nn.Parameter always has zero gradient

I’m trying to create a module to replace input dropout in AWS_LSTM. Here i my code:

class LearnRNNDropout(nn.Module):
  def __init__(self, p=0.5):
    self.p = p
    self.scale = nn.Parameter(tensor([1.5]))
  def forward(self, x):
    if not self.training or self.p == 0.: return x
    sz = (x.size(0), 1, x.size(2))
    m = x.data.new(*sz).bernoulli_(1-self.p).div_(1-self.p)
    return x * (m * self.scale)

self.scale is supposed to give the network a way to scale the dropout matrix. I initialized it with 1.5 because that is clearly non-optimal, but the gradient of self.grad is tensor([0.], device='cuda:0', dtype=torch.float16) for the first 5 batches of training (after which is stop early).

Why would this self.scale parameter not get updated, i.e. a gradient other than 0?

I ran into the same problem, which comes from the fact that fastai looks for modules to create parameter groups in the optimizer, not for parameters. So your parameter will never get in a trainable group, so won’t be trained. Fastai added a ParameterModule layer in fastai.layers, you can use that by doing self.scale = ParameterModule(nn.Parameter(tensor([1.5]))). It should be able to train now.

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Thanks so much for your reply. If I do as you suggest, I can no longer multiply with self.scale. Do you happen to know how I would use the ParameterModule in this case?

So I got this to “work” doing return x * (m * self.scale.val) in the forward method, but the scale.val.grad is still 0. throughout training.

I indeed forgot to specify you have to use the val attribute. I’m not sure why it doesn’t work for you, it can come from the way the learner is created sometimes. By the way I noticed that in theory it should work directly with parameters with the standard pipeline, but using a module is safer anyway. How do you create your learner ? Does your parameter appear in learn.layer_groups ? And in learn.opt.param_groups ?

learn.opt is not defined and I cannot find it in learn.layer_groups. If you want to take a look at the notebook yourself, I put it here. See section “RNNDropout w/ learnable scaling”. Thanks a lot for your help!

Oh it’s learn.opt_func, not learn.opt, sorry for the mistake. I’ll look into your notebook to try and understand what happens.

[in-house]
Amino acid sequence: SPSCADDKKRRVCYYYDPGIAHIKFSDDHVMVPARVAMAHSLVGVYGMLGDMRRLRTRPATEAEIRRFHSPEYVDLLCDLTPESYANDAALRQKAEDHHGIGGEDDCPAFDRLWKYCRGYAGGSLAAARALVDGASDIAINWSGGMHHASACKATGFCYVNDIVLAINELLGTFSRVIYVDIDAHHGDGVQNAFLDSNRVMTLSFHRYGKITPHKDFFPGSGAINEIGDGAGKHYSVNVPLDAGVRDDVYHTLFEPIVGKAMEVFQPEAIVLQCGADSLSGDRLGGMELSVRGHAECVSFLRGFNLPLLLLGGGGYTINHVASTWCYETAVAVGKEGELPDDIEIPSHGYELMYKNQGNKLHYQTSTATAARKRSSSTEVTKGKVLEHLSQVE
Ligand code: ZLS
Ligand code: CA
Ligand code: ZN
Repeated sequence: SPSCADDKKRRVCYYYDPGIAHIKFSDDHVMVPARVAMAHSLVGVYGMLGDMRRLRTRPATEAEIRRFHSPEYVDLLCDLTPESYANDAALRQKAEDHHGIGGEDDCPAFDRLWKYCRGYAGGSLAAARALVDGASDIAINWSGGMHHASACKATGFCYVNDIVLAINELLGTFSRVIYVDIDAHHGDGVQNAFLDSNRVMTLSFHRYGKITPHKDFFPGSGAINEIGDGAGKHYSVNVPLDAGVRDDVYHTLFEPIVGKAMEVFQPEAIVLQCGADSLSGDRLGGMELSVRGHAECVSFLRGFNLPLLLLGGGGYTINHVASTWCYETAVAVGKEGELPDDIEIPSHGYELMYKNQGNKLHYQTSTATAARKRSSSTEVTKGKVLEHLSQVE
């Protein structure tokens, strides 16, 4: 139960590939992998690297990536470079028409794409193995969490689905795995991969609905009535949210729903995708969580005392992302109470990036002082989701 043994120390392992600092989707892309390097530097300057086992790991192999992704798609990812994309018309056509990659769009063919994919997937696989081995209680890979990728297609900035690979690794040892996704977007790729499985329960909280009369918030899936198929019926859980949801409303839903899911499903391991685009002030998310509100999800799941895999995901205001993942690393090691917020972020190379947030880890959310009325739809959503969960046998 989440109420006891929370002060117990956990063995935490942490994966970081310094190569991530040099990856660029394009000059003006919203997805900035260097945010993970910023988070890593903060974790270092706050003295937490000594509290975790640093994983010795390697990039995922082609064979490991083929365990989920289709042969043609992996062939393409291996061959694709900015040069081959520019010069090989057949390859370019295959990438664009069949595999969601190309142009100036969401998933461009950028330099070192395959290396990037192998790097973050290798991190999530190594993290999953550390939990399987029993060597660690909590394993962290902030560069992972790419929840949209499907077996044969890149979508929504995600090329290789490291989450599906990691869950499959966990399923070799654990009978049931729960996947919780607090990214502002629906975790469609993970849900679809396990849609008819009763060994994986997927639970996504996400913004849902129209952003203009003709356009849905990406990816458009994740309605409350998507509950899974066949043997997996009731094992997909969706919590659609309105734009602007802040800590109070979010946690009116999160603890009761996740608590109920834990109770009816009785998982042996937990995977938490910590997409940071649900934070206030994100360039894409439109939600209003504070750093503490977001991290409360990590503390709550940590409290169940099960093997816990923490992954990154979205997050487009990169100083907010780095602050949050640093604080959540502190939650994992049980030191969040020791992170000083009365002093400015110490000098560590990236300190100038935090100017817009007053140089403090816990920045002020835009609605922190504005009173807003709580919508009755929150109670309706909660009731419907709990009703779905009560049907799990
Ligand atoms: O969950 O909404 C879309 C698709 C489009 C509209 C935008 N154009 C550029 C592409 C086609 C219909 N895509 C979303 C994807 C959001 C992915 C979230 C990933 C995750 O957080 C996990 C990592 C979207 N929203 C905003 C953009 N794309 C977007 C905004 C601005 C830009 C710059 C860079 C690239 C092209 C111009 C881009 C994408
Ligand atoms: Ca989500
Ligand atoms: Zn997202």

I think problem comes from the split function you are using. Fastai uses the layer_groups attribute to feed in the optimizer, and it is created from the split function you pass in learn = LanguageLearner(data, model, split_func=config['split_lm'], **learn_kwargs) (function lm_learner). Problem is that this function doesn’t take your parameter into account:

def awd_lstm_lm_split(model:nn.Module) -> List[nn.Module]:
    "Split a RNN `model` in groups for differential learning rates."
    groups = [[rnn, dp] for rnn, dp in zip(model[0].rnns, model[0].hidden_dps)]
    return groups + [[model[0].encoder, model[0].encoder_dp, model[1]]]

Try not passing split_func=config['split_lm'] to LanguageLearner and check learn.layer_groups, you should see all layers here in theory, including your parameter. If you want to use discriminative layer training, I think you’ll need to create your own split function for this problem.

That’s it! If I just not pass a split_func to the Learner, it works. Thanks so much. It just didn’t occur to me at all, that the split function could act as a filter before the optimizer.

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Yeah fastai’s pipeline is a bit unnatural, as they add parameters to the optimizer from layer_groups and not directly from the model. It allows to use discriminative layer training easily, but requires to be very careful when splitting or just changing a model (for instance you can’t just do learner.model = new_model, you have to create a new learner).

Makes sense. I guess it’s something I should know after doing Part 2, but you just forget so much so quickly. Thanks for helping out!

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Indeed, and all of this should probably be better documented if someone has the time to do so and suggest a PR :slight_smile:

I could try and think about how to document this better, but I actually didn’t think about it for now. And I never looked into how documentation is actually written for fastai, so a PR might take some time to come. But I’ll definitely look into it.